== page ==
Bond Lengths and Energies
1) In macromolecules (DNA and proteins) covalent bond length ranges between 1.0 and 1.8 Angstroms.(using CHNOS atoms)
The typical energy for a covalent bond is 50 to 200 kCal/mol (200 to 800 kJoule/mol).A typical carbon-carbon (C-C) covalent bond has a bond length of 1.54 Angstroms and bond energy of 85 kcal/mol (356 kJoule/mol).
The bases in DNA have even stronger covalent bonds, the carbon-oxygen (C=O) double bonds have bond energies near 175 kcal/mol (732 kJoule/mol).
2) In macromolecules, at least five types of noncovalent bonds may be distinguished: electrostatic, hydrogen, van der Waals, pi aromatic, and hydrophobic.
Electrostatic Bonds: Also called "salt bridges" in proteins is a dipole interaction between 2 charged particles.
At neutral pH and both glutamic and aspartic acids normally carry a negative charge, and histidine, lysine and arginine each have a positive charge.
Typical energies for electrostatic bonds range between 1.4 to 3 kCal/mol ( 5.9 to 12 kJoule/mol).
Typical "salt bridges" have lengths of around 3.0 Angstroms.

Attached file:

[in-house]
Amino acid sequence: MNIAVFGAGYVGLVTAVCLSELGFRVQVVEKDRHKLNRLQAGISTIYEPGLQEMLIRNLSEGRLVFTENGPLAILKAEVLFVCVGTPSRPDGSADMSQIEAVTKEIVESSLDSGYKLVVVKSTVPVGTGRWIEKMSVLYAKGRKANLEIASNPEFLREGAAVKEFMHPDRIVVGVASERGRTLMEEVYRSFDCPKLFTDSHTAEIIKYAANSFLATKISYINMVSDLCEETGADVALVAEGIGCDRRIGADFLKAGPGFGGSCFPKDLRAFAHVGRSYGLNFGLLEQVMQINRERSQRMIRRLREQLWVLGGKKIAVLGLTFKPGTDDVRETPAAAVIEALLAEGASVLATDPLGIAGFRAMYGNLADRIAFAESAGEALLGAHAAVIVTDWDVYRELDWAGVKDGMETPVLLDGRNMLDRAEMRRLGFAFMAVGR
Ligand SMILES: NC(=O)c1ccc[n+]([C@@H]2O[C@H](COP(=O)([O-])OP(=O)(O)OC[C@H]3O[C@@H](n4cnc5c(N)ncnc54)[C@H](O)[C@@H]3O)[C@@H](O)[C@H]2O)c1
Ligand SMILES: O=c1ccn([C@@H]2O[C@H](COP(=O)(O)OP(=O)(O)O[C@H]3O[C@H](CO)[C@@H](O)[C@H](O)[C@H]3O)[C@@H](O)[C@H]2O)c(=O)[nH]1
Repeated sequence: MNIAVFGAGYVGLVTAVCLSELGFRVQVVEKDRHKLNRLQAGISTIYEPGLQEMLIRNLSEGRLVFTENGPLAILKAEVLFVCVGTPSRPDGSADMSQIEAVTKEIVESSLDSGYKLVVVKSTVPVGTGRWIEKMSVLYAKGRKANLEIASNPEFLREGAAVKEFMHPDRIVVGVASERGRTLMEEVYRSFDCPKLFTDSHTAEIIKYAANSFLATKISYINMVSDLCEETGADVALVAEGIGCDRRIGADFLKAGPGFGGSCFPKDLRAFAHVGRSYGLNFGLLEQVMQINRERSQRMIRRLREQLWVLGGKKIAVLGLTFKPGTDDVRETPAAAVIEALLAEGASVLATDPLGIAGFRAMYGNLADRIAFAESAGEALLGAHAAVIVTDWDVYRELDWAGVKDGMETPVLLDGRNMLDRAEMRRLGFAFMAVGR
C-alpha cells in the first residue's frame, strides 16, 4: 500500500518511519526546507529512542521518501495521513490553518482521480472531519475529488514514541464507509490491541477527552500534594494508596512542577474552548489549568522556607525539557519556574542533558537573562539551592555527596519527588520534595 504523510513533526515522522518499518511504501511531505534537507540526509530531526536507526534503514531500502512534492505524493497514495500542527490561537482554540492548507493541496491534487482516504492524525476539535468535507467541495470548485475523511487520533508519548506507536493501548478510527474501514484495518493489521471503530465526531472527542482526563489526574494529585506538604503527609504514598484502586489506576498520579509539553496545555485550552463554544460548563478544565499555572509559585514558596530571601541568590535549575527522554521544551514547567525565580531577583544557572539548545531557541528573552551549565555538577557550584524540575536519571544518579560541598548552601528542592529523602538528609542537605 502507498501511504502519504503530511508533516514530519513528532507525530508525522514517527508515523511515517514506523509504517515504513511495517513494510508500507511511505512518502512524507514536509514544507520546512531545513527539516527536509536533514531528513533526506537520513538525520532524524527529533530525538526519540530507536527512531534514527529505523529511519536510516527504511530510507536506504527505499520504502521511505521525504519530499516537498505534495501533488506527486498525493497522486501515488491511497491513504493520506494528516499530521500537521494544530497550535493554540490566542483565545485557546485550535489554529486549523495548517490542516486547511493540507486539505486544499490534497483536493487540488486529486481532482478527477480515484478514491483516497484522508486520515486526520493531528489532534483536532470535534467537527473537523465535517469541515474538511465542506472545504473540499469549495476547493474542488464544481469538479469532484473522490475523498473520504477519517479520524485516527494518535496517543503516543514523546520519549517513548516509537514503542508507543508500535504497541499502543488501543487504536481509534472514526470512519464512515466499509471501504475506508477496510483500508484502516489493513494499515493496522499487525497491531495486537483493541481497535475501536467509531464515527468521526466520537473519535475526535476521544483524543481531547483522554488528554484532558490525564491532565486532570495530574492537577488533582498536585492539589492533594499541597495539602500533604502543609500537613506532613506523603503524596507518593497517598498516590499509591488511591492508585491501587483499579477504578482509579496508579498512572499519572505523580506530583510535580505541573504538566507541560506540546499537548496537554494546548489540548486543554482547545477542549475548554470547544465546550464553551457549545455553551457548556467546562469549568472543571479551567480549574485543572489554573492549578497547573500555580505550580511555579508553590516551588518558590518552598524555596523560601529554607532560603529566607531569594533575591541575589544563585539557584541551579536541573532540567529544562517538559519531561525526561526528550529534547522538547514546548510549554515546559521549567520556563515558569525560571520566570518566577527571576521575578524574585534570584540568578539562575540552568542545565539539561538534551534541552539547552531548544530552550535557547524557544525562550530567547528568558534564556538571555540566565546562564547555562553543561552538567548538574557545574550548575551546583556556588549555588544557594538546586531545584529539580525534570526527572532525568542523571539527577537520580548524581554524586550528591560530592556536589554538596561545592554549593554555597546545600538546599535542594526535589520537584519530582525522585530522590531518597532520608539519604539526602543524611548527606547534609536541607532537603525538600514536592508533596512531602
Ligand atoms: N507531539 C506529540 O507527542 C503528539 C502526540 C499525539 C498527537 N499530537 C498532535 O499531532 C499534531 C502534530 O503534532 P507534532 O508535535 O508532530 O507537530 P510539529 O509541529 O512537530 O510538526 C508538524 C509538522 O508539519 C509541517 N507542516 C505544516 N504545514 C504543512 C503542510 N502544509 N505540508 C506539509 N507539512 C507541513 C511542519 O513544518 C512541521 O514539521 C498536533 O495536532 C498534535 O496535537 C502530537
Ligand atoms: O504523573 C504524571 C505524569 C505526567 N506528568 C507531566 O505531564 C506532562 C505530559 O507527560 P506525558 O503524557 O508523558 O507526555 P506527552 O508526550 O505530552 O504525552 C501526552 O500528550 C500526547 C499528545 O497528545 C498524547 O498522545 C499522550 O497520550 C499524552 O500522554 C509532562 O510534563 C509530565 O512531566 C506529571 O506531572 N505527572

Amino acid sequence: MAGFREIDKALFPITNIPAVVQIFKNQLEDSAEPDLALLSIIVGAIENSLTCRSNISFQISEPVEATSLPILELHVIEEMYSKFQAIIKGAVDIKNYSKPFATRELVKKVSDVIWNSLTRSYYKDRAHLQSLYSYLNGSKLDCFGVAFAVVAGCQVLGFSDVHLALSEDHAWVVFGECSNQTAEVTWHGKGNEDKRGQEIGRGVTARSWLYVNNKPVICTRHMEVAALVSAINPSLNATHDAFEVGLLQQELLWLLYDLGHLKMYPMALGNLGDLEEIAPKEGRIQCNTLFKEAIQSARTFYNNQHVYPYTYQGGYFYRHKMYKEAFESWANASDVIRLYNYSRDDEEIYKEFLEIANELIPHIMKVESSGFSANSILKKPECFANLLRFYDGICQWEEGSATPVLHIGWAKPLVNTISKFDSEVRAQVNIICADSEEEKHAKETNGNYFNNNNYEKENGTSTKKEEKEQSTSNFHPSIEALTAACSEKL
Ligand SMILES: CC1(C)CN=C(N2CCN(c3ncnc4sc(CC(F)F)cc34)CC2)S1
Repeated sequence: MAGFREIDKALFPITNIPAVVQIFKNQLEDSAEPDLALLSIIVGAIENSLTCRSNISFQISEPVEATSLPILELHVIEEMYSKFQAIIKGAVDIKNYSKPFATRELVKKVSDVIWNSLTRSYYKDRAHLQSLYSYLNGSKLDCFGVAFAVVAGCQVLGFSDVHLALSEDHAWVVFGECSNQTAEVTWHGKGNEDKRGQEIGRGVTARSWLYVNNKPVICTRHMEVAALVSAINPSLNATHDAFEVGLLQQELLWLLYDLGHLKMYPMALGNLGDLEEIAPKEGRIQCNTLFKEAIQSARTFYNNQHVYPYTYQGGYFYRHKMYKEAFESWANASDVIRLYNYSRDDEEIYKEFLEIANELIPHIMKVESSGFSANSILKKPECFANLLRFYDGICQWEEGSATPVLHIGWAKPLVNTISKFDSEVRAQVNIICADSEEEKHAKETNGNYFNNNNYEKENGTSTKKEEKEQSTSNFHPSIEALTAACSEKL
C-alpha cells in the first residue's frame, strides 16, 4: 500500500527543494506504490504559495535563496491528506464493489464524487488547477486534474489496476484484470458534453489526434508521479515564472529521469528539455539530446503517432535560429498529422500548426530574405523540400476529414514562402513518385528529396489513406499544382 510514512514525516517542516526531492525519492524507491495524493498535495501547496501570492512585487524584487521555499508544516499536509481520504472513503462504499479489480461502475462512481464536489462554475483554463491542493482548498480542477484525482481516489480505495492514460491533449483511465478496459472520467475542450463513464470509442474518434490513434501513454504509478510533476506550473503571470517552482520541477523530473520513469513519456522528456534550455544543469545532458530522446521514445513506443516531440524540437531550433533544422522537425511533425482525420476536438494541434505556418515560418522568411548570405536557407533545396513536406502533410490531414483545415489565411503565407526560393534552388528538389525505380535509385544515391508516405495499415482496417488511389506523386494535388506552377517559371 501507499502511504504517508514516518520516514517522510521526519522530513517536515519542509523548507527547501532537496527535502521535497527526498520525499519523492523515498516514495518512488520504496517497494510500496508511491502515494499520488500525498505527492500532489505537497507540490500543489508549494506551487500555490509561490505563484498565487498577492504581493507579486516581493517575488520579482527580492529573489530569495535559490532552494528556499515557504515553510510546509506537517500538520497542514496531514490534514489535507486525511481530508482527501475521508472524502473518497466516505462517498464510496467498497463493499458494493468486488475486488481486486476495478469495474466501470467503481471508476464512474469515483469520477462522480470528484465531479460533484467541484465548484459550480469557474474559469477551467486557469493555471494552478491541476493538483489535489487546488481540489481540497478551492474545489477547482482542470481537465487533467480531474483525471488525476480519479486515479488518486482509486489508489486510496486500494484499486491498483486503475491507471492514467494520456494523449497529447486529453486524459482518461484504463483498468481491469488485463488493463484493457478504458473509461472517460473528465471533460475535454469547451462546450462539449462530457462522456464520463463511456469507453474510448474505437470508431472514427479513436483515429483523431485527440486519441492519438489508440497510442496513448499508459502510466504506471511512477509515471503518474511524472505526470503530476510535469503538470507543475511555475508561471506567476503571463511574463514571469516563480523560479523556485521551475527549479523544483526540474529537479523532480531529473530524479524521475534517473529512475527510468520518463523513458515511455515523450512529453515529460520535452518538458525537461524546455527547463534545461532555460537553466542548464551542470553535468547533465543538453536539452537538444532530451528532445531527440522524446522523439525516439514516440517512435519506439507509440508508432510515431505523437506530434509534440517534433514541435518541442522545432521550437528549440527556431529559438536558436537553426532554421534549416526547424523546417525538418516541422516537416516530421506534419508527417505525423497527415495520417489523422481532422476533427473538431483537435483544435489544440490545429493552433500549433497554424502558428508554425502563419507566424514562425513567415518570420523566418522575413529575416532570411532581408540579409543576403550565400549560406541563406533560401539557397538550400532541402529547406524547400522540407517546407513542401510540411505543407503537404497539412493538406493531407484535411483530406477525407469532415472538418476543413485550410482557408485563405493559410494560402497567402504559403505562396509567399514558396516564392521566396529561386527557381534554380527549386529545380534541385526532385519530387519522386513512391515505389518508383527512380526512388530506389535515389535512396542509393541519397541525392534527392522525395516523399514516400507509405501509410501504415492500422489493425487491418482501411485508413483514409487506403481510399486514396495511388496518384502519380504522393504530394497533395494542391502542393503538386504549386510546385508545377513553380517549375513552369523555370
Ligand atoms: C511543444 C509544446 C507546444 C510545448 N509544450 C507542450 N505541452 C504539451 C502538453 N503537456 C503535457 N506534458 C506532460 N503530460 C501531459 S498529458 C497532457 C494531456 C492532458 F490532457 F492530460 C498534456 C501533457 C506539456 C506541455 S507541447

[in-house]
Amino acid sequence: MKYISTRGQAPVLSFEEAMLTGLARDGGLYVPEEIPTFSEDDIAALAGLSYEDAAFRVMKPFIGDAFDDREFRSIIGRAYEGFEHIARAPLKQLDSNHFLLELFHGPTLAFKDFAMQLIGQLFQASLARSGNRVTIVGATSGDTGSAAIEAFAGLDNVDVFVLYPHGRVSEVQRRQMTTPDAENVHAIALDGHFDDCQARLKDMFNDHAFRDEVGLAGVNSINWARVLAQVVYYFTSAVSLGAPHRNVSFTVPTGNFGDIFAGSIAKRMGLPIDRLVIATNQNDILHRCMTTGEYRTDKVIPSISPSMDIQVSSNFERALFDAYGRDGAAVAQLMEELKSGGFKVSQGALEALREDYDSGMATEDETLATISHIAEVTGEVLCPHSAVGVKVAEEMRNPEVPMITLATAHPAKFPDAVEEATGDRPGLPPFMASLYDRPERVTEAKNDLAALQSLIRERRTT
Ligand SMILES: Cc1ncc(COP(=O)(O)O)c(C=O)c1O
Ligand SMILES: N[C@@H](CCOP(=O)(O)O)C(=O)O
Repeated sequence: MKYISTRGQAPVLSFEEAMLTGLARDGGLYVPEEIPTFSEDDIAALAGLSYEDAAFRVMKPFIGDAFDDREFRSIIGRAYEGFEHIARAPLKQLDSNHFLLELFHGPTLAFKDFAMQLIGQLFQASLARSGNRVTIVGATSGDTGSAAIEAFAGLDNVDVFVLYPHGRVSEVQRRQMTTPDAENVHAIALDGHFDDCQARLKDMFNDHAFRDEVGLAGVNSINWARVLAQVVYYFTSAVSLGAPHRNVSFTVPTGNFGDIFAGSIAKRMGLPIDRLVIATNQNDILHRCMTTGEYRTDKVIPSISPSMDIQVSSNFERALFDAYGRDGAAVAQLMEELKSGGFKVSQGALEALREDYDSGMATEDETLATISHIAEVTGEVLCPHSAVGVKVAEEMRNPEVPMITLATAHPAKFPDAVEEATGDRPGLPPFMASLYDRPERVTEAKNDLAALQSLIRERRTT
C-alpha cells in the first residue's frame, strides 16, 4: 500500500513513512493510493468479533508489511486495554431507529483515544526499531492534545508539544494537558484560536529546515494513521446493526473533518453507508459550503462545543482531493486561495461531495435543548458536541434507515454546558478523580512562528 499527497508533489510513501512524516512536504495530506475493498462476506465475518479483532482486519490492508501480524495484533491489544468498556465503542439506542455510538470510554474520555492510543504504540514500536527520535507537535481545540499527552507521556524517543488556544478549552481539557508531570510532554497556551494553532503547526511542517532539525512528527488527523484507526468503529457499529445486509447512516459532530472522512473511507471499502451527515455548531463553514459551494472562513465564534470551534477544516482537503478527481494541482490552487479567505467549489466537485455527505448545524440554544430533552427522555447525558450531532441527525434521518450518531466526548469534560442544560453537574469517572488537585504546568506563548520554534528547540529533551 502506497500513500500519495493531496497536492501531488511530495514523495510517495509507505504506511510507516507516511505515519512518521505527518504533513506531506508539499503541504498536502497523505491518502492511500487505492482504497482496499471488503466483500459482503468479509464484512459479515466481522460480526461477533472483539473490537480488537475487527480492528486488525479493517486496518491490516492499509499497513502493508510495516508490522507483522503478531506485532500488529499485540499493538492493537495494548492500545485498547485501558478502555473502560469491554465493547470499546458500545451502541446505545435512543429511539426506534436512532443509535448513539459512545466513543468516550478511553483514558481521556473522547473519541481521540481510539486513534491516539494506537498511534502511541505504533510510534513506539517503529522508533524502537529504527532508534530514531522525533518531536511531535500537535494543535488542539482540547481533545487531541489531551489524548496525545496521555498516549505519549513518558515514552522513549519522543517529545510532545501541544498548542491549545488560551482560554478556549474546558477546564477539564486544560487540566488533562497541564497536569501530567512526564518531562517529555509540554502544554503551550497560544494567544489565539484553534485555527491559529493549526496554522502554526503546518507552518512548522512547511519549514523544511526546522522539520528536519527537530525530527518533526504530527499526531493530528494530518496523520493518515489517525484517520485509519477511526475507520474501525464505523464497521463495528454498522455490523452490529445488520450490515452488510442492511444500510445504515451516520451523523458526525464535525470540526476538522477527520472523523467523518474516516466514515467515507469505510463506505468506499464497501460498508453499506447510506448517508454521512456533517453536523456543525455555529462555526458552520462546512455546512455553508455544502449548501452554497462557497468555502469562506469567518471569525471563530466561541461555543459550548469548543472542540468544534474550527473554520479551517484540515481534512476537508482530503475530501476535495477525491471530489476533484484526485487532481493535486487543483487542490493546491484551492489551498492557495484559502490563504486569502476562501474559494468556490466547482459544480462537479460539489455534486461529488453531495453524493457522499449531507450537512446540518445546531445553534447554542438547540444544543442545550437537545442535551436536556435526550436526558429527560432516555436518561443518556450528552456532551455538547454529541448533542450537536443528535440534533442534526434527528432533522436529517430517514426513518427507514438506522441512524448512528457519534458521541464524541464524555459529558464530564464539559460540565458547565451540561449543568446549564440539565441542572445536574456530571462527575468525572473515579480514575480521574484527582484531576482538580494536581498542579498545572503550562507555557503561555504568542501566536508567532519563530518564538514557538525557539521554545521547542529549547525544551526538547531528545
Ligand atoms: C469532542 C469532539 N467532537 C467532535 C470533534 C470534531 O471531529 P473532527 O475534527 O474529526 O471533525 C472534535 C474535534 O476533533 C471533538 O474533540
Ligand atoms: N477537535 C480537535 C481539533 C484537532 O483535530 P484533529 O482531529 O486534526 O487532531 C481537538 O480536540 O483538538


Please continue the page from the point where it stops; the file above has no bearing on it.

Hydrogen Bonds: A dipole formed when a hydrogen atom covalently bonded to an electronegative atom is shared with a second electronegative atom (typically an oxygen or nitrogen atom), such that the proton may be approached very closely by an unshared pair of electrons.
DNA double-helical and protein alpha-helical and beta-structure conformations are extensively hydrogen bonded.
Typical energies for hydrogen bonds range between 1 to 3 kCal/mol ( 4 to 13 kJoule/mol)
and bond lengths range between 2.6 and 3.5 Angstroms separating the two nonhydrogen atoms.
Van der Waals:
There is an attractive component due to the induction of complementary partial charges or dipoles in the electron density of adjacent atoms when the electron orbitals of two atoms approach to a close distance. There is also a strongly repulsive component at shorter distances, when the electron orbitals of the adjacent atoms begin to overlap, commonly called steric hindrance.
Typical energies for Van de Waals interactions are very small around 0.5 to 1 kCal/mol (2 to 4 kJoule/mol) and bond lengths range beteen 2.5 and 4.6 Angstroms, averaging 3.6 Angstroms.
PI Aromatic bond:
PI interaction (pi electron to pi electron), called "aromatic" or "pi" bonding, occurs when two aromatic rings (conjugated p systems) approach each other with the plane of their aromatic rings overlapping, with successive p-bonded systems stacked like layers in a cake. PI bond stacking forces contribute to nucleic acid stability at least as much as the hydrogen bonds between bases.
Typical energy for PI interactions is around 10 kCal/mol ( 40 kJoule/mol) and bond lengths 3.8 Angstroms.
When two nonpolar residues approach each other, the surface area exposed to solvent is reduced, increasing the entropy of all the water present and decreasing the entropy of the residues. The hydrophobic energy is roughly 5 kCal for every 100 Angstroms**2 of contact surface area that was formerly exposed to water.